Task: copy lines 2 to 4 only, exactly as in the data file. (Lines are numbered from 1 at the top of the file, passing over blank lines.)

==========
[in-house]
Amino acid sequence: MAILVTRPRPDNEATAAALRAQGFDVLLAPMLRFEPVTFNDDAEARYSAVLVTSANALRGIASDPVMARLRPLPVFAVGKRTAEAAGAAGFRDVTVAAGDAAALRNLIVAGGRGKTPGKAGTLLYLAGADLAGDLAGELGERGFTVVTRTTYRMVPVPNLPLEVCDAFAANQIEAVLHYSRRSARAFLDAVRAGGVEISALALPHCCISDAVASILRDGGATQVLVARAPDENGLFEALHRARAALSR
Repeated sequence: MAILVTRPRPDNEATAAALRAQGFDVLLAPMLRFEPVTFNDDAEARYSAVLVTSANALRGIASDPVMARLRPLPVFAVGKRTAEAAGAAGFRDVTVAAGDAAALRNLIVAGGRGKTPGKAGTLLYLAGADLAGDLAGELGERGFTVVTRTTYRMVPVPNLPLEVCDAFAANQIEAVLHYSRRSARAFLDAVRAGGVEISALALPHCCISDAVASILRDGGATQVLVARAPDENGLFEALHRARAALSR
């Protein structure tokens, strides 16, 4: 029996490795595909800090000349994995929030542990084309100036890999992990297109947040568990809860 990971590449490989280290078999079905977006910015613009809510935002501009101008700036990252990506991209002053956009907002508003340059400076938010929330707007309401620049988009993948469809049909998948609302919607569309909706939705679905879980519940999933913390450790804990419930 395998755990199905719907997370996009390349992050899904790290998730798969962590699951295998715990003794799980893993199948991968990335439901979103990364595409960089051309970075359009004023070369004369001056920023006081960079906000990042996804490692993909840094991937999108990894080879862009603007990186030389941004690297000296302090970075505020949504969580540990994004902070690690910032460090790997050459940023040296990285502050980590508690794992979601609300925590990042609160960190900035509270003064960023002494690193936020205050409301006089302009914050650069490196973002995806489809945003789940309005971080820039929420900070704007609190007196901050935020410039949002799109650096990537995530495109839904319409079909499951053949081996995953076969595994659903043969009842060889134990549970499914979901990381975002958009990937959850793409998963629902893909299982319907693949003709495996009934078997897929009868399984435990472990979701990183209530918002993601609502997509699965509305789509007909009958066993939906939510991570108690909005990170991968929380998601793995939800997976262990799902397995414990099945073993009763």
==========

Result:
Amino acid sequence: MAILVTRPRPDNEATAAALRAQGFDVLLAPMLRFEPVTFNDDAEARYSAVLVTSANALRGIASDPVMARLRPLPVFAVGKRTAEAAGAAGFRDVTVAAGDAAALRNLIVAGGRGKTPGKAGTLLYLAGADLAGDLAGELGERGFTVVTRTTYRMVPVPNLPLEVCDAFAANQIEAVLHYSRRSARAFLDAVRAGGVEISALALPHCCISDAVASILRDGGATQVLVARAPDENGLFEALHRARAALSR
Repeated sequence: MAILVTRPRPDNEATAAALRAQGFDVLLAPMLRFEPVTFNDDAEARYSAVLVTSANALRGIASDPVMARLRPLPVFAVGKRTAEAAGAAGFRDVTVAAGDAAALRNLIVAGGRGKTPGKAGTLLYLAGADLAGDLAGELGERGFTVVTRTTYRMVPVPNLPLEVCDAFAANQIEAVLHYSRRSARAFLDAVRAGGVEISALALPHCCISDAVASILRDGGATQVLVARAPDENGLFEALHRARAALSR
């Protein structure tokens, strides 16, 4: 029996490795595909800090000349994995929030542990084309100036890999992990297109947040568990809860 990971590449490989280290078999079905977006910015613009809510935002501009101008700036990252990506991209002053956009907002508003340059400076938010929330707007309401620049988009993948469809049909998948609302919607569309909706939705679905879980519940999933913390450790804990419930 395998755990199905719907997370996009390349992050899904790290998730798969962590699951295998715990003794799980893993199948991968990335439901979103990364595409960089051309970075359009004023070369004369001056920023006081960079906000990042996804490692993909840094991937999108990894080879862009603007990186030389941004690297000296302090970075505020949504969580540990994004902070690690910032460090790997050459940023040296990285502050980590508690794992979601609300925590990042609160960190900035509270003064960023002494690193936020205050409301006089302009914050650069490196973002995806489809945003789940309005971080820039929420900070704007609190007196901050935020410039949002799109650096990537995530495109839904319409079909499951053949081996995953076969595994659903043969009842060889134990549970499914979901990381975002958009990937959850793409998963629902893909299982319907693949003709495996009934078997897929009868399984435990472990979701990183209530918002993601609502997509699965509305789509007909009958066993939906939510991570108690909005990170991968929380998601793995939800997976262990799902397995414990099945073993009763």